Useful books etc

Share your ideas about the practical side of caring.
This is really helpful, thanks everyone
Austerity in a previous generation ?

Look no further :


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One difference ?

In this generation , " Austerity " is a deliberate Government policy.
Hi I don't know if anyone is still following this but just read 2 really interesting books by D S Grant , Longevity the key to a long life which was very interesting ( although the part about having a day of complete rest each week made me laugh) and Three minute health which had some good ideas because even I can usually grab 3 minutes :D .
Both were on kindle unlimited.
Chris ;)

Emma, mmm - I think we'll all fail on the complete day of rest aspect, of that strategy!! The 3 minute book sounds good, especially for those that get lots of interruptions from their carees.

Melly1
Small booklets on all aspects of mental health but free and might be useful to some:

https://www.mind.org.uk/information-sup ... al-health/
Food poverty, once just a focus of academic concern, is now knocking on the door of children’s literature. Yet the story told across this 25-page book is becoming an increasingly normal situation in the UK for many families. Indeed, Milner’s book significantly highlights the level of normalisation that has been reached with food poverty in the UK.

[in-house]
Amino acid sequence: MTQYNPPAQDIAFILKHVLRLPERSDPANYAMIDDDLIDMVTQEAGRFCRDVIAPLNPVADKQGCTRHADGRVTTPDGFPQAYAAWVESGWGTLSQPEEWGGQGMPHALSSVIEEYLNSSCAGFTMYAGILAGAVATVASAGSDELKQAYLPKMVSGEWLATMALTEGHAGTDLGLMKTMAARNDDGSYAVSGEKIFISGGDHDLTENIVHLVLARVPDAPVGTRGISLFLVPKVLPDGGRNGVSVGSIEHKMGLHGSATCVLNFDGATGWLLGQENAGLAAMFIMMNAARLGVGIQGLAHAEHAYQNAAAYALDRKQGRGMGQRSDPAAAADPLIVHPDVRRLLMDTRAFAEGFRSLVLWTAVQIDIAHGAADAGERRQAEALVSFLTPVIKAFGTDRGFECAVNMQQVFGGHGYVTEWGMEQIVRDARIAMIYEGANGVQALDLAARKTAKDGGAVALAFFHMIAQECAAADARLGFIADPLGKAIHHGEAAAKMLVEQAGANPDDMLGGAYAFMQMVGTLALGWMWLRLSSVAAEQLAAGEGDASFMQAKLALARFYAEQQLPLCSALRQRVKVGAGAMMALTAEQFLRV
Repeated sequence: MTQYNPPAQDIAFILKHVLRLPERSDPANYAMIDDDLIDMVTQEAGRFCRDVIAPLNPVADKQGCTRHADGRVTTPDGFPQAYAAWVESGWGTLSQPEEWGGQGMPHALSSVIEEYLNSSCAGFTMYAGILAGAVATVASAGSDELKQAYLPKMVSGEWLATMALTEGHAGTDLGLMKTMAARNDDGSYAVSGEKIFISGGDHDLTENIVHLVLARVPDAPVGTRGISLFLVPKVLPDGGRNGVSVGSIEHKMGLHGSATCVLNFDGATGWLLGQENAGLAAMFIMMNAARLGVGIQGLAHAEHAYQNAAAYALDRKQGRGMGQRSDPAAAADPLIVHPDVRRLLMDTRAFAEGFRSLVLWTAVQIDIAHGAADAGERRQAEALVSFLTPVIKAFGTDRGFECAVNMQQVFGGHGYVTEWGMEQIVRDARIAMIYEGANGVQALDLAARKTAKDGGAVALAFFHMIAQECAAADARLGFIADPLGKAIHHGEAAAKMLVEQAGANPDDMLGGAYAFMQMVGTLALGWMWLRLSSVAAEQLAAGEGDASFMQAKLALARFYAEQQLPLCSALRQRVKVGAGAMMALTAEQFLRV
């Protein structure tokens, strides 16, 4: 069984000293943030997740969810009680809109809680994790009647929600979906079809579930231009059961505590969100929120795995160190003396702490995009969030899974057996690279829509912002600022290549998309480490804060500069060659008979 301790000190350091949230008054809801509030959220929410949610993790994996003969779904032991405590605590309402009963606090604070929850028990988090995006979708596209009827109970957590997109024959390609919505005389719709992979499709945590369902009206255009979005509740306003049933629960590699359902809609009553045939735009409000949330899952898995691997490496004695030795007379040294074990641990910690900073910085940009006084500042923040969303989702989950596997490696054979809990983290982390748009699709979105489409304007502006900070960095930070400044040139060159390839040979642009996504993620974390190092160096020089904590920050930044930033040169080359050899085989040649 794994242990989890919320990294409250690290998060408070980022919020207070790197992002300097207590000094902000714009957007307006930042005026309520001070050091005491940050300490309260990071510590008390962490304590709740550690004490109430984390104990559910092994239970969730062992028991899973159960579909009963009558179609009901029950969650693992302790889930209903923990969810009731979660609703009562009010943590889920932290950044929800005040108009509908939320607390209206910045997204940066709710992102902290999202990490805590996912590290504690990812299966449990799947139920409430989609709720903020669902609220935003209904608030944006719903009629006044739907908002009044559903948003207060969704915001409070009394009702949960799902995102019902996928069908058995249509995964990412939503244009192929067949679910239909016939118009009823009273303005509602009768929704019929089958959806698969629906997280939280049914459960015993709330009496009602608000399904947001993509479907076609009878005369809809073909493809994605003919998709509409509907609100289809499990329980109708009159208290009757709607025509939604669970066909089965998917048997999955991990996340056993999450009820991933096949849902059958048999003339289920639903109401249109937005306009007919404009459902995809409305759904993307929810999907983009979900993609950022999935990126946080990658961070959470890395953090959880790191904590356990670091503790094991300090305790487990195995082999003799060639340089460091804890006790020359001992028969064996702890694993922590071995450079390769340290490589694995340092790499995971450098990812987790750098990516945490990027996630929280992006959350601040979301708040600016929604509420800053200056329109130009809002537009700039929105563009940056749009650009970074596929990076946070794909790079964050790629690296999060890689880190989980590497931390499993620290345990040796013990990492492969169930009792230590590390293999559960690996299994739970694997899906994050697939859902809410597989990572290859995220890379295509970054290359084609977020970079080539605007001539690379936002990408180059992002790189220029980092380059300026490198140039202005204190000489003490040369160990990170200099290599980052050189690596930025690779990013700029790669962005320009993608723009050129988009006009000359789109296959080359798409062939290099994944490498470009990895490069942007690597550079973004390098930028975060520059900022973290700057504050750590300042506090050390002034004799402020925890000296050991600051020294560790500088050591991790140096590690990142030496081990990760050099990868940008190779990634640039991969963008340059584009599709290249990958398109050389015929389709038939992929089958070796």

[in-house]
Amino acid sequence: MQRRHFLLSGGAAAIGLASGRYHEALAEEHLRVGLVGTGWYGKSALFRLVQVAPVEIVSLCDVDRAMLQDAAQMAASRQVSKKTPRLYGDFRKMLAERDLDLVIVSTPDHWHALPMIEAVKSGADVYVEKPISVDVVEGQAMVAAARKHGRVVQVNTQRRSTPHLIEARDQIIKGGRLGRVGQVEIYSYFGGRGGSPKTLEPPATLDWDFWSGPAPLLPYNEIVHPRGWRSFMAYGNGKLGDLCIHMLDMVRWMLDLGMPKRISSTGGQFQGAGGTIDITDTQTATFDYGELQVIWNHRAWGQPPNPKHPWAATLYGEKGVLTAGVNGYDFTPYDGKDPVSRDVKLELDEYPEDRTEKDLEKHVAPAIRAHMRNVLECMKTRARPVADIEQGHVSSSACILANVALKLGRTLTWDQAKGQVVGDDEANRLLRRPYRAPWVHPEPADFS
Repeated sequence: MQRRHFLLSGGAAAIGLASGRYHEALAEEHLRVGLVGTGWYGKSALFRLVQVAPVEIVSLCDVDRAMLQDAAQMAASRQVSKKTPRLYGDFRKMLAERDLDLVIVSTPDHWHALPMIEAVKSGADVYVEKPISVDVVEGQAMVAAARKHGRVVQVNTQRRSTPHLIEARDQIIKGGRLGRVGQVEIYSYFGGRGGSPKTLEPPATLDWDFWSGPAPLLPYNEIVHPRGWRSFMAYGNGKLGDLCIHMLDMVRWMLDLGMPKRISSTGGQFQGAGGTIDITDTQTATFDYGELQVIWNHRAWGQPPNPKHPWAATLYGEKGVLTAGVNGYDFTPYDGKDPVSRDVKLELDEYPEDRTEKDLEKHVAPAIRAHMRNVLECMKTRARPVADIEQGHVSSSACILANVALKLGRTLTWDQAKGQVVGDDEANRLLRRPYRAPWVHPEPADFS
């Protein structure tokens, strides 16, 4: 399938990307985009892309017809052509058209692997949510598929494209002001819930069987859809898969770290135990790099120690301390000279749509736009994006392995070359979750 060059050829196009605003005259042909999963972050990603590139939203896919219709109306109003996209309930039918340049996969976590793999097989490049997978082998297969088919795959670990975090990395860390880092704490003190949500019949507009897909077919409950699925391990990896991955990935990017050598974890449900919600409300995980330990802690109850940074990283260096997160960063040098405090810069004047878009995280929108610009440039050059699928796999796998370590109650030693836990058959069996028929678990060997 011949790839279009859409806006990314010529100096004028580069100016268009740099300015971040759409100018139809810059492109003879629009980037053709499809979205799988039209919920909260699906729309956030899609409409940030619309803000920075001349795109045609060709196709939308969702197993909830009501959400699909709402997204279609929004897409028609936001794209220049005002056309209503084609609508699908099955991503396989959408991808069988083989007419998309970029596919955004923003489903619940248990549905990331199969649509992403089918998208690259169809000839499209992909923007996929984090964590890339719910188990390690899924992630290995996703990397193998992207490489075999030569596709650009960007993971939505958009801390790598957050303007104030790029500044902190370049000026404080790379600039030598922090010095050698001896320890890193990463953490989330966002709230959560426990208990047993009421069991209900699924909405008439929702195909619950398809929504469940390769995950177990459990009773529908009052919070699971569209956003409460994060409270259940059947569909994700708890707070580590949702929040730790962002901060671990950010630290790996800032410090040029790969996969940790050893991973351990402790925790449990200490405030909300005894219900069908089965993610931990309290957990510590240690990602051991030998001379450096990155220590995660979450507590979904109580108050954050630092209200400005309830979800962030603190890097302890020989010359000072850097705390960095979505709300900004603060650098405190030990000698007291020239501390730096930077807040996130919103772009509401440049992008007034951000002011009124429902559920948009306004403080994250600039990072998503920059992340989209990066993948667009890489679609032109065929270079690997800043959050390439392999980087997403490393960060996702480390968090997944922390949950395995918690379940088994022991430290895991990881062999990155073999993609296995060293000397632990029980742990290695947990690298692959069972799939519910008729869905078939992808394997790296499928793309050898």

" Mum goes hungry "


Milner’s book is not only an excellent resource to talk to children about poverty, but it’s also a good way to show how such experiences don’t happen in isolation. Recent data has shown that around 30% of children are living in poverty. But what this book also highlights is that treating the use of food banks as normal can be a double-edged sword.

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On one side, normalisation allows people to feel accepted, that others are in similar positions. But it also shows the depths the UK has plummeted to and how the social security welfare safety-net has been unravelled by the impact of austerity. A situation that has created victims out of a punitive ideology in the name of “welfare reform”, where the bedroom-tax, sanctions and universal credit are increasingly used as tools for “conditionality”. This is when welfare “rights” become conditional on welfare “responsibilities”, in that people are obligated to behave in a certain way to receive certain benefits.